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California Spends $25 Million on State-Sponsored Journalism Program to Combat “Disinformation"

The program will have a special focus on supporting local reporting for “underserved and historically underrepresented communities,” according to Berkeley School of Journalism Dean Geeta Anand.

BERKELEY, CALIFORNIA — A bill recently signed into law by California Governor Gavin Newsom will allocate $25 million dollars of tax-payer money to a new journalism program. The program, which will provide select journalists with up to $50,000 a year in extra compensation for three years, will be administered by the University of California, Berkeley’s Graduate School of Journalism.

“This program will be extraordinarily beneficial for the journalism students we educate and the people of California, who we serve,” Berkeley Chancellor Carol Christ said in a statement from the journalism school. “The greater good is advanced when we can rely on credible, local news coverage that reflects the needs and concerns of all communities. At the same time, providing equitable access to a career in journalism will help ensure our students can thrive professionally, without regard for their origins or identities.”


The bill that will provide the funding, AB179, was championed by California Senator Steve Glazer. He said that “the program aims to strengthen local reporting across the state and to combat the gaps in credible local news coverage that have been filled by disinformation.”

The Florida Standard reached out to Senator Glazer’s office for further explanation of what constitutes this disinformation. The response was a listing of reports on social media and other channels alleging election fraud in the 2020 election, as well as that the “Jan. 6 takeover of the Capitol to stop the peaceful transition of power was described as a set-up by federal law enforcement authorities,” plus a “conspiracy theory started on social media led to a shooting at a pizza parlor where people falsely believed that children were being molested by Democratic Party officials.”


One of the basic tenets of journalism is to hold those in power accountable. Critics of state-sponsored journalism argues that it comes with a risk of conflict of interest. But Senator Glazer argues that such a risk is minimal:

“The US and other western countries have a long history of public support for the media, from the BBC in Britain, to the CBC in Canada and PBS and NPR in the United States. There have been few complaints about these news organizations not holding government accountable. This program will have even more layers between the funding and the journalist. The funding will go to a well respected university journalism program which will then choose the fellows, who will receive a stipend from the university but work under the direct supervision of editors in private media organizations.  Those editors will ultimately be responsible for any articles they print, with zero influence from state government or even from the university,” the senator’s office tells The Florida Standard.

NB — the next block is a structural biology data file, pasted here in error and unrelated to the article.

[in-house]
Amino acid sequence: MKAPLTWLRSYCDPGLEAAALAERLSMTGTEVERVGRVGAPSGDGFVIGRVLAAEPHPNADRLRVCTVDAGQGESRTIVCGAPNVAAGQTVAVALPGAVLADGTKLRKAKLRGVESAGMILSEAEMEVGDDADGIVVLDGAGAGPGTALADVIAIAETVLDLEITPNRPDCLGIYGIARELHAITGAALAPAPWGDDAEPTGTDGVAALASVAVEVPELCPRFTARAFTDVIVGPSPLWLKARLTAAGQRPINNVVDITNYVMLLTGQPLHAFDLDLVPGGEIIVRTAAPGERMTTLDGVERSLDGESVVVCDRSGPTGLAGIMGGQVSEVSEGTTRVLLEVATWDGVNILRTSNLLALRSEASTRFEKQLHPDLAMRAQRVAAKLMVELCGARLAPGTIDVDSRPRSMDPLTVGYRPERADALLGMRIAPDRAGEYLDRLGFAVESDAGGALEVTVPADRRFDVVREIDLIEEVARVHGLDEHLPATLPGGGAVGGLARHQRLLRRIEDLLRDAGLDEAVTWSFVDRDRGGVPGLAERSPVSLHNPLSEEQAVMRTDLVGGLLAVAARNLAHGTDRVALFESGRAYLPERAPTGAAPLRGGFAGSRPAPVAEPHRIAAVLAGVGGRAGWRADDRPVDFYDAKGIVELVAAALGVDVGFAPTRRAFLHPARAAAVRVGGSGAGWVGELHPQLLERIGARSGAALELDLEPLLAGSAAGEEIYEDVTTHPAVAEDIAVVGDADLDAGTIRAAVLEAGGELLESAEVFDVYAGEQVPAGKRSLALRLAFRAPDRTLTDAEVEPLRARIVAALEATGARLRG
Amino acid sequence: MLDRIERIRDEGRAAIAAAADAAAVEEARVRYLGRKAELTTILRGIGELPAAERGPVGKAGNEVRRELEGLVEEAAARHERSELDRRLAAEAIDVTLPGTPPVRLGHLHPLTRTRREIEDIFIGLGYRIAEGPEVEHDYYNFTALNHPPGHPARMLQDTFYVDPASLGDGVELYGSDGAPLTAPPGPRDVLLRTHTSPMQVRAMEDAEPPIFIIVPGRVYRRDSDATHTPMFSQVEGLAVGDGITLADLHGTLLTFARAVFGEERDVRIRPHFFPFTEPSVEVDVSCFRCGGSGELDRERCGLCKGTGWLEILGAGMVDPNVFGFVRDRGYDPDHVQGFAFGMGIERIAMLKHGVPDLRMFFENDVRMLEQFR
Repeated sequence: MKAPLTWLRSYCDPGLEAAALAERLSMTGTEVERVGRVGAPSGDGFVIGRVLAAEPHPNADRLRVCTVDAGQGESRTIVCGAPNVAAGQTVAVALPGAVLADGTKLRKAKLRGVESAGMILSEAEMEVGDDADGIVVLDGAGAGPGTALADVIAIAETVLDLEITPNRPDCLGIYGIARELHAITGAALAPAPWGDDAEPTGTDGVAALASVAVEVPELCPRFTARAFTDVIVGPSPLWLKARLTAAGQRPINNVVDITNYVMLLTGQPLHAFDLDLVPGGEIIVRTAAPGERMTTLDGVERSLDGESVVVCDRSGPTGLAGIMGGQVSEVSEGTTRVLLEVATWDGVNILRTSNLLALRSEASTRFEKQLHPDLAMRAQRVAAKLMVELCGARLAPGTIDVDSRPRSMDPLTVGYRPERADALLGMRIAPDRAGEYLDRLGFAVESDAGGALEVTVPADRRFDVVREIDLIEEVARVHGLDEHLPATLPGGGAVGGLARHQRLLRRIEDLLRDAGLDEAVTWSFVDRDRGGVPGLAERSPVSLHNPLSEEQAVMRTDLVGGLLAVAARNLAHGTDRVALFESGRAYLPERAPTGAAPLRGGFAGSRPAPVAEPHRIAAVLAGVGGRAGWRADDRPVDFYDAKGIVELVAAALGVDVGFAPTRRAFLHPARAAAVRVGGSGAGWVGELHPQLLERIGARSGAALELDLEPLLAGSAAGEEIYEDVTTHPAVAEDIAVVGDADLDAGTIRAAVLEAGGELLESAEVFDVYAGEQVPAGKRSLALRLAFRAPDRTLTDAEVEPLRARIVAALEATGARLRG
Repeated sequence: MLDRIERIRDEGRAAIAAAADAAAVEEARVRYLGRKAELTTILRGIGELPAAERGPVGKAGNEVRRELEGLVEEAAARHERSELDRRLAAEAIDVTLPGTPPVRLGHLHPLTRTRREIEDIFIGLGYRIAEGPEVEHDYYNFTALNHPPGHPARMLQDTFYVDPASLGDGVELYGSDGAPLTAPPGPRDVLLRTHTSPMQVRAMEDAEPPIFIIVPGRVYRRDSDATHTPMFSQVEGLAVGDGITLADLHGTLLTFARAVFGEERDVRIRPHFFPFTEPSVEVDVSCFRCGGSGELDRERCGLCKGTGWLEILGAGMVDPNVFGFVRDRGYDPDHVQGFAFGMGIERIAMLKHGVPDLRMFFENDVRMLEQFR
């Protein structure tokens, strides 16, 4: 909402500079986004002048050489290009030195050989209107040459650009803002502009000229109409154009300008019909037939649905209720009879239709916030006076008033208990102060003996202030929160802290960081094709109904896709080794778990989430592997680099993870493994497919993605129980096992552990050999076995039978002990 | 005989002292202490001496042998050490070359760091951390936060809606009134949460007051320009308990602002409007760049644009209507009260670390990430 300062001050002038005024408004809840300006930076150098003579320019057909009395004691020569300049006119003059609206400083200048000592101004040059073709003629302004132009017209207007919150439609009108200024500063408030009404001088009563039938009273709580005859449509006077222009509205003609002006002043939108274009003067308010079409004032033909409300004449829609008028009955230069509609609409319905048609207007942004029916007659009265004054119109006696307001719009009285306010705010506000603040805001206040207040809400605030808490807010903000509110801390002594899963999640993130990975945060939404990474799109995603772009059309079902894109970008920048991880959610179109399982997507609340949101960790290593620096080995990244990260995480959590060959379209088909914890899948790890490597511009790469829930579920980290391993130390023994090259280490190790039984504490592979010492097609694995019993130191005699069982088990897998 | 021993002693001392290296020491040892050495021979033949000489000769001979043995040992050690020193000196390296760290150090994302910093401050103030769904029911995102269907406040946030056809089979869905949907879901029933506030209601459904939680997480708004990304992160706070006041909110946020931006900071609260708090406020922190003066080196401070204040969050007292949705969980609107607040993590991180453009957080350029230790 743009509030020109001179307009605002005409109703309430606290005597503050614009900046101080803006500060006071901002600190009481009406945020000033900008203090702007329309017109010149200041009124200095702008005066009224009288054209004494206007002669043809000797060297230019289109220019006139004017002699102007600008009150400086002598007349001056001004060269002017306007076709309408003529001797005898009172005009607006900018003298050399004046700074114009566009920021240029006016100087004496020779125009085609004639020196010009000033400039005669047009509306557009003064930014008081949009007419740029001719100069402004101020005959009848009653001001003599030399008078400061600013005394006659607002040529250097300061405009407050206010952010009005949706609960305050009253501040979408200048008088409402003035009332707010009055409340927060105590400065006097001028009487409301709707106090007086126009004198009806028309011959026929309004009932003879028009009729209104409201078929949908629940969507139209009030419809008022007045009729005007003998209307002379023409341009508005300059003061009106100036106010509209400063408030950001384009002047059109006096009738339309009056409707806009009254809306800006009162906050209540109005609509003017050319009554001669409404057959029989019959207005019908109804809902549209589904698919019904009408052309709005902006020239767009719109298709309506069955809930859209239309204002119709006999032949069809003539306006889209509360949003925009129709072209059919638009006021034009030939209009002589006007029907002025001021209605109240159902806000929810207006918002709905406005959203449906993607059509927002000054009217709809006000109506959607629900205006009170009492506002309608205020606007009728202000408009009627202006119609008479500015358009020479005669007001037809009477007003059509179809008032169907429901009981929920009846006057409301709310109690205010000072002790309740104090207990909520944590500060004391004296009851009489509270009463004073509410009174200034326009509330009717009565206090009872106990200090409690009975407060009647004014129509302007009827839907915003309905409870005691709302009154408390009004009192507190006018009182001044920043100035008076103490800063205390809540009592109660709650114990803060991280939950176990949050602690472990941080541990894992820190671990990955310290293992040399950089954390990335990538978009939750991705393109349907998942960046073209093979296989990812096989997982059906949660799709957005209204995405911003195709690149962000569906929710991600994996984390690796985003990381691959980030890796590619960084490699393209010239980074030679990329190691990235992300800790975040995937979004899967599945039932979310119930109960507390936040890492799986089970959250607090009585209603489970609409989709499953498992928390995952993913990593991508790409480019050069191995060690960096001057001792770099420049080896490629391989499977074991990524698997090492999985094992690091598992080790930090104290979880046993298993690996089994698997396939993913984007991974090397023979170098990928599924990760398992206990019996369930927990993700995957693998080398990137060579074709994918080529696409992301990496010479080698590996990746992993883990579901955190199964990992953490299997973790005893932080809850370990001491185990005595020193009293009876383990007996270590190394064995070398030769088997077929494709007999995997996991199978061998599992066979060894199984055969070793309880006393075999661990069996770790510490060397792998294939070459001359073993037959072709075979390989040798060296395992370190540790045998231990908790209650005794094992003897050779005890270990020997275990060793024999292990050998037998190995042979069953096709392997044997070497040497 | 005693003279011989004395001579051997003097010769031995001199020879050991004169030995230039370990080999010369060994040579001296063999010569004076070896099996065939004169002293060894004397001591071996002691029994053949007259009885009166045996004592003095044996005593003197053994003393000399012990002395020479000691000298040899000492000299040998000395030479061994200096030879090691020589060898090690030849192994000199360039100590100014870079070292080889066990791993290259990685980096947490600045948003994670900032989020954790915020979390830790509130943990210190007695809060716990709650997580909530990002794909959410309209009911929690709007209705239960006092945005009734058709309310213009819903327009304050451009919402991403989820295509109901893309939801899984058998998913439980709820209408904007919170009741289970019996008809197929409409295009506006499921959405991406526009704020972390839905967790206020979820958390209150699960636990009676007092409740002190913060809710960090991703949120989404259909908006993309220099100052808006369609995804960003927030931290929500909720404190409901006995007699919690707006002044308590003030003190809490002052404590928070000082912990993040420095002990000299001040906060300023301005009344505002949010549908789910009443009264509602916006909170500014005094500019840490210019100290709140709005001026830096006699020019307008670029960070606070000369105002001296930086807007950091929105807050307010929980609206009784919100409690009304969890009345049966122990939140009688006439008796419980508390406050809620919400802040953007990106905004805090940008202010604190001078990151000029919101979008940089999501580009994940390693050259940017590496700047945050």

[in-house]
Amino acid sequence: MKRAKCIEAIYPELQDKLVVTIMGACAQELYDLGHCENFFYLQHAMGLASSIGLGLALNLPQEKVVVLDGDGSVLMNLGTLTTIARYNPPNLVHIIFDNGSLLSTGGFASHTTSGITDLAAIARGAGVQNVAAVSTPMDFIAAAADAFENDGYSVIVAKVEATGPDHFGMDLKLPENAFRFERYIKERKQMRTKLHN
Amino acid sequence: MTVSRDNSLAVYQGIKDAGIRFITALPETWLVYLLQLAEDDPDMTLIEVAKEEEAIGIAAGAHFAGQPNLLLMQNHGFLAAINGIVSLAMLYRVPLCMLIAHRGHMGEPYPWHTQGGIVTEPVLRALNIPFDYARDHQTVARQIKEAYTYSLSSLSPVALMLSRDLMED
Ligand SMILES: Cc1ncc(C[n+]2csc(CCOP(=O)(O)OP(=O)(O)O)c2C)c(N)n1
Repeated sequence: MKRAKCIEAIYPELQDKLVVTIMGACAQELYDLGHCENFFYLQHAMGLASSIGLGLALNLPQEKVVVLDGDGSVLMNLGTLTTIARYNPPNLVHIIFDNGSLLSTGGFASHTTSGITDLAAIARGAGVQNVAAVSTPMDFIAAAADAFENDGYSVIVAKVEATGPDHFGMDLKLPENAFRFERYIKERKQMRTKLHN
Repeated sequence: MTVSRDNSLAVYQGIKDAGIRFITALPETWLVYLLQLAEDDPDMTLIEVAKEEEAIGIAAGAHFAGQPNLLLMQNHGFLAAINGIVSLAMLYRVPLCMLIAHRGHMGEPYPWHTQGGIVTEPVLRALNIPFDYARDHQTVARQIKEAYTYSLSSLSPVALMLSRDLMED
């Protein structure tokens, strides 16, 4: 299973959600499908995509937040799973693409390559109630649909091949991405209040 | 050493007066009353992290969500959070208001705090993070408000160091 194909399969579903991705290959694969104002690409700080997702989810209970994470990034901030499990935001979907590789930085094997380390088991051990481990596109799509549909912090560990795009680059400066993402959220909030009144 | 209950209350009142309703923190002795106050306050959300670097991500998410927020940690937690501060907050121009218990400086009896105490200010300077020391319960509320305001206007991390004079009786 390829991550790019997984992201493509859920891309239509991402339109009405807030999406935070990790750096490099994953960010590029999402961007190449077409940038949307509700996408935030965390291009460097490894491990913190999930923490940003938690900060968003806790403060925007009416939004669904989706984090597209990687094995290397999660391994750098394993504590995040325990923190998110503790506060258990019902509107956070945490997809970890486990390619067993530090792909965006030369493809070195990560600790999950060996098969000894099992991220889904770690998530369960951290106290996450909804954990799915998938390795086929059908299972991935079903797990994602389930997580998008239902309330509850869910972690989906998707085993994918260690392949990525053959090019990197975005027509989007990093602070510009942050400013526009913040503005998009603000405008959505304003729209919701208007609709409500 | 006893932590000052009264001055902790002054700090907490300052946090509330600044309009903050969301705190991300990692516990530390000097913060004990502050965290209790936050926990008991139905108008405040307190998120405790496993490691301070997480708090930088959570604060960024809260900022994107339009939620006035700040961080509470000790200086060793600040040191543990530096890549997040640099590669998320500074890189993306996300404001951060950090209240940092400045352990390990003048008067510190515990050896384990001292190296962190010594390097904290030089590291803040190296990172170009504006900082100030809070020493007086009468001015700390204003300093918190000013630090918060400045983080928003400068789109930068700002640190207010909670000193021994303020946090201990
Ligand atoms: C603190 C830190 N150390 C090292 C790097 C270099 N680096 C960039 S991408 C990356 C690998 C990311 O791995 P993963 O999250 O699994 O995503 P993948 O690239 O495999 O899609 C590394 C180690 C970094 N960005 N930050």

But public trust in state-funded media is a contentious issue. For example, in a 2019 YouGov poll, nearly half of respondents in the United Kingdom expressed low trust in the public broadcaster to be honest and objective. In Sweden, where public service TV broadcaster SVT and national public radio SR dominate the media landscape, critique is routinely expressed over biased coverage – although the broadcaster SVT themselves recently claimed that public trust in reporting was high, this statement relied on flawed data and did not accurately represent reality, according to the Swedish Enterprise Media Monitor.


Geeta Anand, dean of the Berkeley School of Journalism, says that the program has a special focus on newsrooms that will provide local coverage for “historically underserved or underrepresented communities.”

“We want local journalism to flourish by being able to hire talented journalists from different backgrounds who focus on communities that aren’t fully represented or given a voice in current news coverage. We want to support outlets that attempt to meet that need,” Anand said in an article published on the School of Journalism website.


The actual selection criteria for participants in the program have not yet been fully developed.

“We expect the standards to be similar to other prestigious fellowship or internship programs, requiring applicants to demonstrate a knowledge of journalism and experience in college or post-graduate work that shows a potential to grow from the fellowship into a career as a professional journalist,” Senator Glazer’s office said.

The University of California at Berkeley has long been regarded as a haven for radical left-wing activism. According to Glazer, the reason why Berkeley was selected as administrator of the program is due to its well-respected School of Journalism and Pulitzer-prize winning dean.

“It should be noted that the university will play no role in selecting the articles that the fellows will write: all editorial decisions will be made by the editors at private news organizations that employ the fellows on their staffs. The same system has been used for generations to place college interns on the newsroom staffs of local and national media organizations with no suggestion that their work was affected by the university through which they got their internship,” Glazer stated.